IDEAS home Printed from https://ideas.repec.org/
MyIDEAS: Log in (now much improved!) to save this article

Human settlement and regional development in the context of climate change: a spatial analysis of low elevation coastal zones in China

Listed author(s):
  • Jianli Liu

    ()

  • Jiahong Wen

    ()

  • Youqin Huang

    ()

  • Minqi Shi

    ()

  • Qingjie Meng

    ()

  • Jinhong Ding

    ()

  • Hui Xu

    ()

Registered author(s):

    Low elevation coastal zone (LECZ) in China is densely populated and economically developed, which is exposed to increasing risks of hazards related to climate change and sea level rise. To mitigate risks and achieve sustainable development, we need to better understand LECZ. As the first step, in this paper we define the extent of the LECZ in China, and analyze the spatial distribution of LECZ and its population, using a geographic information system software (ArcGIS) to combine elevation models and population data sets. Our findings show that, overall, this zone covers 2.0 % of China’s land area but contains 12.3 % of the total population, which is the largest population living in LECZ in the world. There are large regional variations in the distribution of both LECZ and LECZ population, with half of the LECZ within 30 km from the coastline, and Jiangsu Province having the largest LECZ area and population. The LECZ is also concentrated in three major economic zones in China, which accounts for 54 % of LECZ and three quarters of all LECZ population in China. The impact of future climate change on China’s LECZ is exacerbated by rapid economic and population growth, urbanization and environmental degradation. Coordinating development in coastal and inland China, enhancing adaptive capacity and implementing integrated risk management for LECZ are needed to reduce the risks related to climate change and to achieve sustainable development. Copyright The Author(s) 2015

    If you experience problems downloading a file, check if you have the proper application to view it first. In case of further problems read the IDEAS help page. Note that these files are not on the IDEAS site. Please be patient as the files may be large.

    File URL: http://hdl.handle.net/10.1007/s11027-013-9506-7
    Download Restriction: Access to full text is restricted to subscribers.

    As the access to this document is restricted, you may want to look for a different version under "Related research" (further below) or search for a different version of it.

    Article provided by Springer in its journal Mitigation and Adaptation Strategies for Global Change.

    Volume (Year): 20 (2015)
    Issue (Month): 4 (April)
    Pages: 527-546

    as
    in new window

    Handle: RePEc:spr:masfgc:v:20:y:2015:i:4:p:527-546
    DOI: 10.1007/s11027-013-9506-7
    Contact details of provider: Web page: http://www.springer.com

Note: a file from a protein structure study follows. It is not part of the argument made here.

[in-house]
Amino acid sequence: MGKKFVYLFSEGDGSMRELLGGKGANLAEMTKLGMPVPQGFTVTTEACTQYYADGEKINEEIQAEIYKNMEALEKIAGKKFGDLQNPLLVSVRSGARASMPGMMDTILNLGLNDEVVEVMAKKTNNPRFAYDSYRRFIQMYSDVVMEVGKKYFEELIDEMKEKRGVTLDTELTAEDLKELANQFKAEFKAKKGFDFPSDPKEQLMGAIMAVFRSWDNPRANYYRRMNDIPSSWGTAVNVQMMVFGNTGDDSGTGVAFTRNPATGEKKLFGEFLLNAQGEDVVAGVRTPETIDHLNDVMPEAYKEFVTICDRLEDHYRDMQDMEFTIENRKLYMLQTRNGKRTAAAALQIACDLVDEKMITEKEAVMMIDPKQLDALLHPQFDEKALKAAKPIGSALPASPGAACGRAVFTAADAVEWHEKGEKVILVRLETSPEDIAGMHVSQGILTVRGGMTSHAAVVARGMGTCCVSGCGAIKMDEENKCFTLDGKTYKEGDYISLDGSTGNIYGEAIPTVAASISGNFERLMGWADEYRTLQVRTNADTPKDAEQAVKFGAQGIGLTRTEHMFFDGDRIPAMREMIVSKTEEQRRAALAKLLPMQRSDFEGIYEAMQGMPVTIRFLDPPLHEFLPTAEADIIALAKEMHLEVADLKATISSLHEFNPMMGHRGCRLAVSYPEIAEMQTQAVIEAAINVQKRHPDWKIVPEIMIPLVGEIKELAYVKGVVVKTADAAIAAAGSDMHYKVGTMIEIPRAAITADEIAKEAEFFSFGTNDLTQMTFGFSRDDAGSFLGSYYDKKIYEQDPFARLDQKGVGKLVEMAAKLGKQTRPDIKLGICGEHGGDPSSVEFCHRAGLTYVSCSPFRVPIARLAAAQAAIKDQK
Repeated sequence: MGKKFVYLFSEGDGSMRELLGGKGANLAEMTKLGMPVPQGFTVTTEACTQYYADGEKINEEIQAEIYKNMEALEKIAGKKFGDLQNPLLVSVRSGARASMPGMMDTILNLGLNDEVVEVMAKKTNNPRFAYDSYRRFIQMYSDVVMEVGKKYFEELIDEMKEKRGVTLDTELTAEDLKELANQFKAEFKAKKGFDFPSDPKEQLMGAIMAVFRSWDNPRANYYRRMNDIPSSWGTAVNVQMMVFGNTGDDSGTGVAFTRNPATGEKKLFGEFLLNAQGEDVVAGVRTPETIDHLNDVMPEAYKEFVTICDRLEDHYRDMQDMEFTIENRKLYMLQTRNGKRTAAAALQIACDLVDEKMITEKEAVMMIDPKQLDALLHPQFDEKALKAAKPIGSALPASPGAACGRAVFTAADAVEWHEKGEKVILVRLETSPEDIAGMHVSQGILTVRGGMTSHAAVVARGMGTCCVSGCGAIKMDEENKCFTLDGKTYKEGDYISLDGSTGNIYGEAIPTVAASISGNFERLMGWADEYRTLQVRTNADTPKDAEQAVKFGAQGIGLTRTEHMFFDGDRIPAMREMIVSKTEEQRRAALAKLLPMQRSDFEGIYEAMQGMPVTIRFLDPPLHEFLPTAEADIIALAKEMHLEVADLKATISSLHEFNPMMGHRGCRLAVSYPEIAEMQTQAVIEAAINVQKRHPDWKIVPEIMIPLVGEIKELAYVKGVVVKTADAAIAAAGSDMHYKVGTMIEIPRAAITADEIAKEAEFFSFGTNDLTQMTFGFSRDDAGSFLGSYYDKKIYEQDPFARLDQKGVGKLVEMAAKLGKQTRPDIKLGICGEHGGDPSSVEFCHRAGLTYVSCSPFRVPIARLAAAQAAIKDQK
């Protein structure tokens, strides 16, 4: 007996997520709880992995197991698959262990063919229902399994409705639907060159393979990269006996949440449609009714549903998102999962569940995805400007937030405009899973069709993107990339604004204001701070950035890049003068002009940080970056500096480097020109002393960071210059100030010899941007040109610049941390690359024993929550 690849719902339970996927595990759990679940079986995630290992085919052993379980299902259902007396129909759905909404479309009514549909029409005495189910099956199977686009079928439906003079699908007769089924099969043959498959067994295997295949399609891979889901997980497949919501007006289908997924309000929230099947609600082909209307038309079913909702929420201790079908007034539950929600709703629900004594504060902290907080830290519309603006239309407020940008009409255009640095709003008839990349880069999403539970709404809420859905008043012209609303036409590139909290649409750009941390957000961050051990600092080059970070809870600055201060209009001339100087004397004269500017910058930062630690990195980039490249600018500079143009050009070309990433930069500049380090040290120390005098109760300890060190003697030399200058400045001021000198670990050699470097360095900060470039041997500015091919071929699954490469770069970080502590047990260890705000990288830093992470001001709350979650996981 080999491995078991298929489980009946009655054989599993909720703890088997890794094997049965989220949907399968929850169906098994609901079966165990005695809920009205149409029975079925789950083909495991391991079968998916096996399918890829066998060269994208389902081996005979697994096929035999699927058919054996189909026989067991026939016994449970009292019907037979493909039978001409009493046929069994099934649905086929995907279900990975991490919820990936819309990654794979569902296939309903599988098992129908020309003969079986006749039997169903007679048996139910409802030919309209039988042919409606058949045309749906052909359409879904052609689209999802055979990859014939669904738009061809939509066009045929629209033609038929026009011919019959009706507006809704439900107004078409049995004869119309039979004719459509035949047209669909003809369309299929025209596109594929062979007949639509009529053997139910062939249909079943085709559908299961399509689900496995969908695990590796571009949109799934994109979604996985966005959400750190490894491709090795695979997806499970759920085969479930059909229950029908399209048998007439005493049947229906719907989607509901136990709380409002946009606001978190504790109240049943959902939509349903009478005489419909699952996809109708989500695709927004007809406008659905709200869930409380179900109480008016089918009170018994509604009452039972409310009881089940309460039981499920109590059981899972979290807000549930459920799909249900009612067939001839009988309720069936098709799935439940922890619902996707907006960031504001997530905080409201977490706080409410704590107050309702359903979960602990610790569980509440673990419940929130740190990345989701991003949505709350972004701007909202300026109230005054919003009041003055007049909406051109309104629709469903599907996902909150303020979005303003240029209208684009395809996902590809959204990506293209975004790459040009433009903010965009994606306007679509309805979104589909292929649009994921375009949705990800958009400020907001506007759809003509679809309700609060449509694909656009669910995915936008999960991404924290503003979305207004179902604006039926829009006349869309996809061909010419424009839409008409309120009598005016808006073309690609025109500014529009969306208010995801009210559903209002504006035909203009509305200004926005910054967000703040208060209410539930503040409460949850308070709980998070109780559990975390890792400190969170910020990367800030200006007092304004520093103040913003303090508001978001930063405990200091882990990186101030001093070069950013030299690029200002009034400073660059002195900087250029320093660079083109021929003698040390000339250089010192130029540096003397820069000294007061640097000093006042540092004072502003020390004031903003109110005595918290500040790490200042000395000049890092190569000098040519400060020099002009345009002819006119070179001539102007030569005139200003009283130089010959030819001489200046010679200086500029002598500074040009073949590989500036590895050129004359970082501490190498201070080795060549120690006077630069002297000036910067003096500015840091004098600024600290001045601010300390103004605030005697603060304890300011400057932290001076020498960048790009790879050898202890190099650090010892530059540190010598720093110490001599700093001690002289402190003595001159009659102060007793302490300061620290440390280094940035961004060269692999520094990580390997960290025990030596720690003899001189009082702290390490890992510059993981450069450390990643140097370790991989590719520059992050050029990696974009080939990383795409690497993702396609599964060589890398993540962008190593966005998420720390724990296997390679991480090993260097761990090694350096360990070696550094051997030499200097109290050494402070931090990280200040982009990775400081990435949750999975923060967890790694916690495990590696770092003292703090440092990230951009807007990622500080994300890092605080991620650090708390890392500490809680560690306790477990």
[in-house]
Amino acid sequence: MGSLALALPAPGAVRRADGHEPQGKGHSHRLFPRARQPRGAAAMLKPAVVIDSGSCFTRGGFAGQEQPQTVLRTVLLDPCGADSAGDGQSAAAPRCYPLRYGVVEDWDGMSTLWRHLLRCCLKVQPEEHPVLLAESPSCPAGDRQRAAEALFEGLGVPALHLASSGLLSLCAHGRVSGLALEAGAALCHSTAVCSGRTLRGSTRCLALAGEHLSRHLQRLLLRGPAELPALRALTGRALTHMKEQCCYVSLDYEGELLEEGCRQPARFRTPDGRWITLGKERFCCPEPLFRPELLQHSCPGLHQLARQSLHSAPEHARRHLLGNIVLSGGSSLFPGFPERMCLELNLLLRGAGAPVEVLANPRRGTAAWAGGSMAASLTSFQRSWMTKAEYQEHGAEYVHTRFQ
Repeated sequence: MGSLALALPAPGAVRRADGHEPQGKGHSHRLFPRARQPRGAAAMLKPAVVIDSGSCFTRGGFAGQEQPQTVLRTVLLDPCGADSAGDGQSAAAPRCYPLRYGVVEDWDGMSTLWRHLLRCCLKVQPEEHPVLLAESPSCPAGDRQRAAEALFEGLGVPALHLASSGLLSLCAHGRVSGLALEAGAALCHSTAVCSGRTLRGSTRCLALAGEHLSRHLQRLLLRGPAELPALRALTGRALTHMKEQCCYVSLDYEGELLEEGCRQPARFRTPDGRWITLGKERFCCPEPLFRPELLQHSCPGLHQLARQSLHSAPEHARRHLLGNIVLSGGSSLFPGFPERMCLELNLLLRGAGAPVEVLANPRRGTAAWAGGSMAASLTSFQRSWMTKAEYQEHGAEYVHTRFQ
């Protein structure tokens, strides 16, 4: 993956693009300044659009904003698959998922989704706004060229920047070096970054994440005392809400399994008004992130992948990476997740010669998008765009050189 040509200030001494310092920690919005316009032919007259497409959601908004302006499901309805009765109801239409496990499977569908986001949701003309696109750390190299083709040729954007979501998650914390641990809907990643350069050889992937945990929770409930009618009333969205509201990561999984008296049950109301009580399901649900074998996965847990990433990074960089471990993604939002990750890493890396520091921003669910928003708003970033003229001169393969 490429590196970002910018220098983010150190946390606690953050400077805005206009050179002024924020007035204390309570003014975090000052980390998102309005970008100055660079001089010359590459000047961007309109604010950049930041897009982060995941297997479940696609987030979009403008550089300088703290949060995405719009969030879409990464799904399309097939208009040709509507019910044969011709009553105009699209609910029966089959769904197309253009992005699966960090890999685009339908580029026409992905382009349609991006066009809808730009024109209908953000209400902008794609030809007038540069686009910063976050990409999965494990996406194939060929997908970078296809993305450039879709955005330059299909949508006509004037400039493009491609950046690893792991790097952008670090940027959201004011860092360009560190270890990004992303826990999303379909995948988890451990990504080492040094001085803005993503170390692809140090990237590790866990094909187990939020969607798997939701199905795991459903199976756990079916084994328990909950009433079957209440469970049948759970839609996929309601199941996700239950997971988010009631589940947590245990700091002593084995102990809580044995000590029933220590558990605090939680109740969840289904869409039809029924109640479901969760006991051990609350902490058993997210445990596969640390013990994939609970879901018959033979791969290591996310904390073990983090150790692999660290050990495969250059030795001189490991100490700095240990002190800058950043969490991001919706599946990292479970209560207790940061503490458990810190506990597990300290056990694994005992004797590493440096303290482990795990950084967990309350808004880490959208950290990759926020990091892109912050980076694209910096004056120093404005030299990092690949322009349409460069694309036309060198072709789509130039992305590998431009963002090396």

Order Information: Web: http://www.springer.com/economics/journal/11027

    References listed on IDEAS
    Please report citation or reference errors to , or , if you are the registered author of the cited work, log in to your RePEc Author Service profile, click on "citations" and make appropriate adjustments.:

    as
    in new window


    1. Jun Wang & Wei Gao & Shiyuan Xu & Lizhong Yu, 2012. "Evaluation of the combined risk of sea level rise, land subsidence, and storm surges on the coastal areas of Shanghai, China," Climatic Change, Springer, vol. 115(3), pages 537-558, December.
    Full references (including those not matched with items on IDEAS)

    This item is not listed on Wikipedia, on a reading list or among the top items on IDEAS.

    When requesting a correction, please mention this item's handle: RePEc:spr:masfgc:v:20:y:2015:i:4:p:527-546. See general information about how to correct material in RePEc.

    For technical questions regarding this item, or to correct its authors, title, abstract, bibliographic or download information, contact: (Sonal Shukla)

    or (Rebekah McClure)

    If you have authored this item and are not yet registered with RePEc, we encourage you to do it here. This allows to link your profile to this item. It also allows you to accept potential citations to this item that we are uncertain about.

    If references are entirely missing, you can add them using this form.

    If the full references list an item that is present in RePEc, but the system did not link to it, you can help with this form.

    If you know of missing items citing this one, you can help us creating those links by adding the relevant references in the same way as above, for each refering item. If you are a registered author of this item, you may also want to check the "citations" tab in your profile, as there may be some citations waiting for confirmation.

    Please note that corrections may take a couple of weeks to filter through the various RePEc services.

    This information is provided to you by IDEAS at the Research Division of the Federal Reserve Bank of St. Louis using RePEc data.